Want a change but don’t know where to begin? Start here.
If a new career is on your list of new year’s resolutions, then a key first step is knowing exactly what career that is: what industry, what role, what type of company. Employers hire people who are decisive about what they want. Even for entry-level roles, an employer expects candidates to demonstrate a genuine interest in the field. But what if you’re interested in many things? What if you have a passion and you’re not sure how to turn it into a career? What if you’re so burned out by your former career that you aren’t excited about anything? Here are five ways to identify new possibilities.
Read general news and business publications to see what’s happening in the economy. Pay attention to the stories that engage you— what industries are featured, what companies play a role, what problems are being solved. Read biographies or nonfiction accounts of companies and industries to vicariously experience different fields. Check out industry publications or niche blogs to go deeper into subjects that catch your interest.
Find a role model
Think of people whose jobs or lives sound interesting. Even if you’re not sure what they do or why exactly you gravitate toward them, study them. If you know them personally, take them out for coffee. Don’t talk about your job search (that’s an imposition for a first meeting!) but do ask about what they do, how they got started, what they like most, and what’s new in their field. If you have identified people you don’t know well, look at their LinkedIn profile and biography to get a sense for their career path—the types of jobs they’ve held, their education, how they talk about what they do.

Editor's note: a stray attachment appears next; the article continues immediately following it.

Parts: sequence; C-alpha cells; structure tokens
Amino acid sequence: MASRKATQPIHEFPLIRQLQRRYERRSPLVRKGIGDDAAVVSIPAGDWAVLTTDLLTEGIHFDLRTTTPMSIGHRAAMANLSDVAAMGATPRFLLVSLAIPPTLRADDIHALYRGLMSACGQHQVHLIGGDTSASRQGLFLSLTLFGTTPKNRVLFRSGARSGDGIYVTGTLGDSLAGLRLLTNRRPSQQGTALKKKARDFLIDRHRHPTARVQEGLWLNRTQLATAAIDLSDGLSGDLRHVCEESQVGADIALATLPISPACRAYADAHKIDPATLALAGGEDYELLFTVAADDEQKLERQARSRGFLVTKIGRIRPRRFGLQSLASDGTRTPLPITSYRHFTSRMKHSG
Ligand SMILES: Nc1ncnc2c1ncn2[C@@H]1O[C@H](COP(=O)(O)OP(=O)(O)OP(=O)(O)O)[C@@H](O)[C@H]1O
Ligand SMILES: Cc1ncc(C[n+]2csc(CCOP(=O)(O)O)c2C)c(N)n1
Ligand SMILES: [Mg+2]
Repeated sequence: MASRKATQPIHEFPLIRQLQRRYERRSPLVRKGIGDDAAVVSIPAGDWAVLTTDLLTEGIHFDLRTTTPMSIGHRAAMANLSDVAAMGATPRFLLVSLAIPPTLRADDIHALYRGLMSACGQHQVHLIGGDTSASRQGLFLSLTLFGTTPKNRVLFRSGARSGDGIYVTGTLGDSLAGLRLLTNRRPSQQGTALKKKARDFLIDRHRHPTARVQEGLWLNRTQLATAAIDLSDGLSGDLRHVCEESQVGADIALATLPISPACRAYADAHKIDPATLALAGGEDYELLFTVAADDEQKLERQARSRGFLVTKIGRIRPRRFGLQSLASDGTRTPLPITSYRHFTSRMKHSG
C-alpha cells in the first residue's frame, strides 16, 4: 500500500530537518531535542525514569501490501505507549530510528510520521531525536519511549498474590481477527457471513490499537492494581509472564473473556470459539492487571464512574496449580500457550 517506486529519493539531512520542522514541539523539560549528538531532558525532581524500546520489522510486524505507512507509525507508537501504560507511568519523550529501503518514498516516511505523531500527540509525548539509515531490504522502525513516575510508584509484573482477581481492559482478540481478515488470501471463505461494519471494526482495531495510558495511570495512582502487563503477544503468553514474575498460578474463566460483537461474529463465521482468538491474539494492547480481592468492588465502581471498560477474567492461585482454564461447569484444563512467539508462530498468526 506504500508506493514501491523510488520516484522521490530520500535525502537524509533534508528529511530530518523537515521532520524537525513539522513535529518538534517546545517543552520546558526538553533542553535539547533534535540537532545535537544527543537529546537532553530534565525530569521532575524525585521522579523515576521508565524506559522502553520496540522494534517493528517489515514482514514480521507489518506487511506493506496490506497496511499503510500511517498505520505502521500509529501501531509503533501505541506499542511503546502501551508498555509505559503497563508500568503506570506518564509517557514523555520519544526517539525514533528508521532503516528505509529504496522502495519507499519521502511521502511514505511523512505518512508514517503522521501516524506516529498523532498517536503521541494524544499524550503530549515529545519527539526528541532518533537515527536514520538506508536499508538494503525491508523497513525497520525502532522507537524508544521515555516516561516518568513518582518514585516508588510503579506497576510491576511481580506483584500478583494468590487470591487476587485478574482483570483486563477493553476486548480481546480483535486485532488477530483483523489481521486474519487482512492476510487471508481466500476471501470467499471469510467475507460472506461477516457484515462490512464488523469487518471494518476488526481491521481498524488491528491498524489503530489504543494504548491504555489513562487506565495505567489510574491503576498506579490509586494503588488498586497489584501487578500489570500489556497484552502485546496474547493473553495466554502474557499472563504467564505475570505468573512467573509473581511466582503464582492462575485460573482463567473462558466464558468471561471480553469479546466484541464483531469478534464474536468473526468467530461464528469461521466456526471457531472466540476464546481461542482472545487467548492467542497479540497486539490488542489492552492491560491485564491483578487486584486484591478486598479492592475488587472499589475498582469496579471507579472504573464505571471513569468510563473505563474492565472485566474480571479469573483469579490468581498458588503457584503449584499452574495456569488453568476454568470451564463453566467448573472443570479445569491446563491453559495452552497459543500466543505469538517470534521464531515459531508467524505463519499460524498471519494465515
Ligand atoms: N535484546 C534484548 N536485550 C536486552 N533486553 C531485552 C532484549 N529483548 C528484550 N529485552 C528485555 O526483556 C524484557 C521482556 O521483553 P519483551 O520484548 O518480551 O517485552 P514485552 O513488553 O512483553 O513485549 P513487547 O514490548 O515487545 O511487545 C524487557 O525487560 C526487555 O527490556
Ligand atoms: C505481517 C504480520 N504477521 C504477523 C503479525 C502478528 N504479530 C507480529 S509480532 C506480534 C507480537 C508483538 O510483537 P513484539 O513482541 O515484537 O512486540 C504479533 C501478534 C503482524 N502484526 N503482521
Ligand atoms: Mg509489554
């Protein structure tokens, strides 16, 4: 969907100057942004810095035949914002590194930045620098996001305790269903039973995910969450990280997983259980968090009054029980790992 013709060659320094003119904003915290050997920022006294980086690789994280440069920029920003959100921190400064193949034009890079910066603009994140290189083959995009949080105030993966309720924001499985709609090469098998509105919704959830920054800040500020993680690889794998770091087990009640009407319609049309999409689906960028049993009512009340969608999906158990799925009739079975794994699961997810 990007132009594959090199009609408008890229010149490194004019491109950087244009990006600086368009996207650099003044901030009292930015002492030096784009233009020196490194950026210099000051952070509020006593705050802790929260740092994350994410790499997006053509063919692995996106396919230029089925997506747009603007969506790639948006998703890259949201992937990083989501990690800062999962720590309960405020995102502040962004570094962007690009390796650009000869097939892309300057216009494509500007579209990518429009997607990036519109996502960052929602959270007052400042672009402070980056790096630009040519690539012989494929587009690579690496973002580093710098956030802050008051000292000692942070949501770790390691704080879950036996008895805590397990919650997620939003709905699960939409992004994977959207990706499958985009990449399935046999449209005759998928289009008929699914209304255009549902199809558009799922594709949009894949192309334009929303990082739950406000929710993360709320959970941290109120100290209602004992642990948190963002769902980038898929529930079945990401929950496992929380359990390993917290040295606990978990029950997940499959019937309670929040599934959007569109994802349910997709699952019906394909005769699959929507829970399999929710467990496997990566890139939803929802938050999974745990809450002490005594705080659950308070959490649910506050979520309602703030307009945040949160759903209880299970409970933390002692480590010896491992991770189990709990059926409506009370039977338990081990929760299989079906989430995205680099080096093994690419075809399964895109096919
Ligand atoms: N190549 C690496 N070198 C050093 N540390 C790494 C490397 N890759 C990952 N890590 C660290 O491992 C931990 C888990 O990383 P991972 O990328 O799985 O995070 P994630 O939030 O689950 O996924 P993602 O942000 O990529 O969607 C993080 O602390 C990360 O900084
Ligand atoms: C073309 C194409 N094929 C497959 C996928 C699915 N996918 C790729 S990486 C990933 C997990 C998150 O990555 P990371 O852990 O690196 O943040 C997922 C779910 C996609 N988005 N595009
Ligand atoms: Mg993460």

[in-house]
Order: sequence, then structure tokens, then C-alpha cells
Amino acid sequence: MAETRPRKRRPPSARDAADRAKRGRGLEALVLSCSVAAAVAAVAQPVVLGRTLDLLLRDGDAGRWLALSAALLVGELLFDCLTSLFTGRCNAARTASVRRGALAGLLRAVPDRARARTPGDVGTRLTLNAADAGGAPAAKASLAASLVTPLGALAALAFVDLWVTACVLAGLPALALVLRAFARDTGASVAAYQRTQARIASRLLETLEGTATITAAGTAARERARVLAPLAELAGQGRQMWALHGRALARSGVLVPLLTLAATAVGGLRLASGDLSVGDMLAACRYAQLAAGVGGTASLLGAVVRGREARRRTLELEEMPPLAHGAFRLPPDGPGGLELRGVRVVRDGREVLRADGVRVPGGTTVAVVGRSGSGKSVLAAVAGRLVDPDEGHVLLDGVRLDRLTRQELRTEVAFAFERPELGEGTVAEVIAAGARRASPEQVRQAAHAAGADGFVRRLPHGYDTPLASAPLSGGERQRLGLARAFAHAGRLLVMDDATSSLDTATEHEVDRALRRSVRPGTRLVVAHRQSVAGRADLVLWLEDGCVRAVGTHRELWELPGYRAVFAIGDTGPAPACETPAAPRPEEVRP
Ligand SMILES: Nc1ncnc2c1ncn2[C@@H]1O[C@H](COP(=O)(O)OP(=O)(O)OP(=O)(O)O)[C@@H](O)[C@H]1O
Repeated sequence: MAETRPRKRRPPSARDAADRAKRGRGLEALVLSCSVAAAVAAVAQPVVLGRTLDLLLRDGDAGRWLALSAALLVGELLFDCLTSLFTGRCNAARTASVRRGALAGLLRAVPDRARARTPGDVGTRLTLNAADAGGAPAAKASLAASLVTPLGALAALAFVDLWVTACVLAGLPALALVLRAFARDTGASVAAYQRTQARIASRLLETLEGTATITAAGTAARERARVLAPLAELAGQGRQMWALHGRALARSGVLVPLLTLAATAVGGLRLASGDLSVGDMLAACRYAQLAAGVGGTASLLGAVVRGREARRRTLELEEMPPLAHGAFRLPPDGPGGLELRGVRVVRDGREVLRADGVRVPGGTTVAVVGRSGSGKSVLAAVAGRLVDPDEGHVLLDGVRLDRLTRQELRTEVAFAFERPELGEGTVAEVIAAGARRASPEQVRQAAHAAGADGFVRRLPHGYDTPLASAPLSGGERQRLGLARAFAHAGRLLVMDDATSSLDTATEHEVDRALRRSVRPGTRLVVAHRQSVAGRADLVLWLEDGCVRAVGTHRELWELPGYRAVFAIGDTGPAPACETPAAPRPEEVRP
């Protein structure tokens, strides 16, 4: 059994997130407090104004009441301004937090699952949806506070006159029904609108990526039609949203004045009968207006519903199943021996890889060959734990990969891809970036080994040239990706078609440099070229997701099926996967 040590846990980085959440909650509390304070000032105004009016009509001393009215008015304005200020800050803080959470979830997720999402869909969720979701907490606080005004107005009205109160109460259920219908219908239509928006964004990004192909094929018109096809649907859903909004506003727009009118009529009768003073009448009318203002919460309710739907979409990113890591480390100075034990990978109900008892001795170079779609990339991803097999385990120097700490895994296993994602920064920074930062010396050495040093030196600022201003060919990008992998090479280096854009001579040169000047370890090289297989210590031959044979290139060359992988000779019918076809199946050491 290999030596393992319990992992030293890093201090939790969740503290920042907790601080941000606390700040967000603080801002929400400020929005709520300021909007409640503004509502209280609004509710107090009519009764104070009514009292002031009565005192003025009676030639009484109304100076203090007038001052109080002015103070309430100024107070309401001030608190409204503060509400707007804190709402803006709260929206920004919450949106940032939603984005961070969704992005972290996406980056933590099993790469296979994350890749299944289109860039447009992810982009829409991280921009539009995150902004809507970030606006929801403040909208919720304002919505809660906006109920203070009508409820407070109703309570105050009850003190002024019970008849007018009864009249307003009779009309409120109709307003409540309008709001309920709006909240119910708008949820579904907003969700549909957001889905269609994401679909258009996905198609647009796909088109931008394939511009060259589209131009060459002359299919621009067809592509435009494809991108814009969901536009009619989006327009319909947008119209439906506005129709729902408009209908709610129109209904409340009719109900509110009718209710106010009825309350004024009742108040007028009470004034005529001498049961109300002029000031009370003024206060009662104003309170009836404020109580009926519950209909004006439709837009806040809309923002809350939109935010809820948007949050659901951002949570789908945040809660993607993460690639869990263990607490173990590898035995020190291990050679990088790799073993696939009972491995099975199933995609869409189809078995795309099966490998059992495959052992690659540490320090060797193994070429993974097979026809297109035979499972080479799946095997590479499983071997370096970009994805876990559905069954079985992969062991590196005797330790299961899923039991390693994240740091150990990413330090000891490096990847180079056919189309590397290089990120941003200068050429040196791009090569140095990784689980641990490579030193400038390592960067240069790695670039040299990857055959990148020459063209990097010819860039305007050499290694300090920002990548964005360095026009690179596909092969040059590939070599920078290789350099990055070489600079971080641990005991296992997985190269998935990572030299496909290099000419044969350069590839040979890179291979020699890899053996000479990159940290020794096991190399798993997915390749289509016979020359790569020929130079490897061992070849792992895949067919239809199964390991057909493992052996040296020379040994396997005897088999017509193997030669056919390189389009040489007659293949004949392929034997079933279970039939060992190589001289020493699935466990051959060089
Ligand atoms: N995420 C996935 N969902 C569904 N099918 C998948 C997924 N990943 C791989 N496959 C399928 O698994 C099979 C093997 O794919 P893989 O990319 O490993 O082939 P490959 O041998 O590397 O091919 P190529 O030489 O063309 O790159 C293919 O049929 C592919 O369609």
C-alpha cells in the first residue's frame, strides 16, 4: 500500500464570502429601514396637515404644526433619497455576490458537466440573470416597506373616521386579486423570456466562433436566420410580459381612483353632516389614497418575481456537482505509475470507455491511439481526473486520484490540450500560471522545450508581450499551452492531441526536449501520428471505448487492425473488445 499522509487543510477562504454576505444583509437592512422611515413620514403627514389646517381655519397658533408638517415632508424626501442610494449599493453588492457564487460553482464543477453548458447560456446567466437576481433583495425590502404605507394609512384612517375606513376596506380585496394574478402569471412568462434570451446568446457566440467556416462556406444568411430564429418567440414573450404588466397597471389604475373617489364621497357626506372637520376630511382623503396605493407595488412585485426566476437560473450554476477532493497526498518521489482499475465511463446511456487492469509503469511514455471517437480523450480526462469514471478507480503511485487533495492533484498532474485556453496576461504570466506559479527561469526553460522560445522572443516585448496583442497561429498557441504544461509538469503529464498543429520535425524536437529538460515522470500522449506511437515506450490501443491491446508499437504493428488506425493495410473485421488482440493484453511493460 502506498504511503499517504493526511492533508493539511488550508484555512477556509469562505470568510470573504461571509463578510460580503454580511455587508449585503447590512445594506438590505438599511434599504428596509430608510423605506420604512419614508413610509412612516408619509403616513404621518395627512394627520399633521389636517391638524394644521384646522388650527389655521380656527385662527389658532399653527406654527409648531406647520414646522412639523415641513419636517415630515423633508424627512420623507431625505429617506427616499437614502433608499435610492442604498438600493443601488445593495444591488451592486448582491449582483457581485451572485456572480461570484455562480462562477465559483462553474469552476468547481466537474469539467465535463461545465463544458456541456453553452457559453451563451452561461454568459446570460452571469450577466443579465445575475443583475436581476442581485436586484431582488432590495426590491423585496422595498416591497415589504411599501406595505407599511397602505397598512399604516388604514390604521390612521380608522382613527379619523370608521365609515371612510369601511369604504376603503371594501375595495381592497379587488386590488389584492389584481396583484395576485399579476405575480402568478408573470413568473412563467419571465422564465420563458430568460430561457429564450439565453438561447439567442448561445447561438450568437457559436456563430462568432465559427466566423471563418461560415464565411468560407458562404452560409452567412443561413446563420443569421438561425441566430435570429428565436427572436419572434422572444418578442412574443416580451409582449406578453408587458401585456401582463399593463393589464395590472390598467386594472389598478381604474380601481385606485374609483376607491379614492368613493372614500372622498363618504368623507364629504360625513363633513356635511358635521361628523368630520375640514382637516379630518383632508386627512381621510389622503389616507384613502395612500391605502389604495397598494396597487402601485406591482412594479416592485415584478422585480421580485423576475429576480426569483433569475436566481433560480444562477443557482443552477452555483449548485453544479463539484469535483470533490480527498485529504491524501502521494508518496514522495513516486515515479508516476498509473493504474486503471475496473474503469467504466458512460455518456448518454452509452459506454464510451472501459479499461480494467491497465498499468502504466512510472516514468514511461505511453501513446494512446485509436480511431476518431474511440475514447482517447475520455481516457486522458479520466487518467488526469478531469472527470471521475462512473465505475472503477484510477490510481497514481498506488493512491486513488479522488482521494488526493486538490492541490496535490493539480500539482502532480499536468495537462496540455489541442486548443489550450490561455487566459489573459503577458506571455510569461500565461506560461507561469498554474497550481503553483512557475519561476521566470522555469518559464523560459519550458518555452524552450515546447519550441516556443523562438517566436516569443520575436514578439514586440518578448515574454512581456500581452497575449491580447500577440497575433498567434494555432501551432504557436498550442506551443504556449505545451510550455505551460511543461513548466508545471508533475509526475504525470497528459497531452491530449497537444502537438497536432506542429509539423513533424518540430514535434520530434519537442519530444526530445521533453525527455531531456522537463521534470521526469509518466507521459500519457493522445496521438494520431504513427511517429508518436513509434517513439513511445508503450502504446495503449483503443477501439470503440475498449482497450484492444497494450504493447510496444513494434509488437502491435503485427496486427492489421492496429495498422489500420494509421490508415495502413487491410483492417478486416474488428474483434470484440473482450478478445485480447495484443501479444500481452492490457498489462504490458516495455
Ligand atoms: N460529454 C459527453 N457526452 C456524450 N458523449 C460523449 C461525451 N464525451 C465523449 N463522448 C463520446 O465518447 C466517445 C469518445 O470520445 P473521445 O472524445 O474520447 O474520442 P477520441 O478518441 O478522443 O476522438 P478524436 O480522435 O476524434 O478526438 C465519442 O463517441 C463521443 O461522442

Conduct small experiments
Taking someone out for coffee is one example of a small experiment. Invest the cost of coffee and one hour of your time and in exchange you get a firsthand account of something you’re considering. Another experiment is attending an industry association meeting or conference to see whether you like the topics discussed and find the people engaging. Or you can volunteer for a short-term project; for example, if you’re thinking of marketing, volunteer to do some marketing for a local event or nonprofit organization.
Once you have more clarity on potential career interests, spend time visualizing yourself in those roles. Block out 15 minutes of quiet, uninterrupted time to imagine yourself going to work (small company? Big brand? Start-up or established?). Imagine the environment. Picture the people. See yourself doing the job. Write out your story if journaling is your preferred mode of expression. How do you feel about what you see?
There are multiple reasons why teaching is a great for your own professional development – it forces you to distill what’s truly important. As you learn about new career possibilities, share what you know with others. It can be as simple as role playing with a friend to review what you’ve learned. Or you might volunteer at your alma mater to mentor students – you can talk about your former career but also share what’s next for you, forcing yourself to summarize what you now know about your possible next career. Or guest at a Toastmasters and make your topic your new field. Even as you are learning about your next career, you can start to curate a body of knowledge and expertise around it.
Read more in MONEY’s 2016 Career Guide